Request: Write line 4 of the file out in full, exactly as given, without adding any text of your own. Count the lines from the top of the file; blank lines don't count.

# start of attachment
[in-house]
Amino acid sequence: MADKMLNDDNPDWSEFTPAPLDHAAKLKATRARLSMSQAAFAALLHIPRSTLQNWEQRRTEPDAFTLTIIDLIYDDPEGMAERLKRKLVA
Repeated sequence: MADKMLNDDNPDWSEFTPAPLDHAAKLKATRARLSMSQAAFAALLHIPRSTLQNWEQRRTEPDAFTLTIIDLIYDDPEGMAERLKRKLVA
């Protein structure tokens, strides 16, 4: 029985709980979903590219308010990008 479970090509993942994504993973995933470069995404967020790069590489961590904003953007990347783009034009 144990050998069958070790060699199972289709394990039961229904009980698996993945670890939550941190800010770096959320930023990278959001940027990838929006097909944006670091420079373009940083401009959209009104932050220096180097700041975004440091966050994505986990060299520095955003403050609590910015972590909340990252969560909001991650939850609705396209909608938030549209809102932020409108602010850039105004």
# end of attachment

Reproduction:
């Protein structure tokens, strides 16, 4: 029985709980979903590219308010990008 479970090509993942994504993973995933470069995404967020790069590489961590904003953007990347783009034009 144990050998069958070790060699199972289709394990039961229904009980698996993945670890939550941190800010770096959320930023990278959001940027990838929006097909944006670091420079373009940083401009959209009104932050220096180097700041975004440091966050994505986990060299520095955003403050609590910015972590909340990252969560909001991650939850609705396209909608938030549209809102932020409108602010850039105004």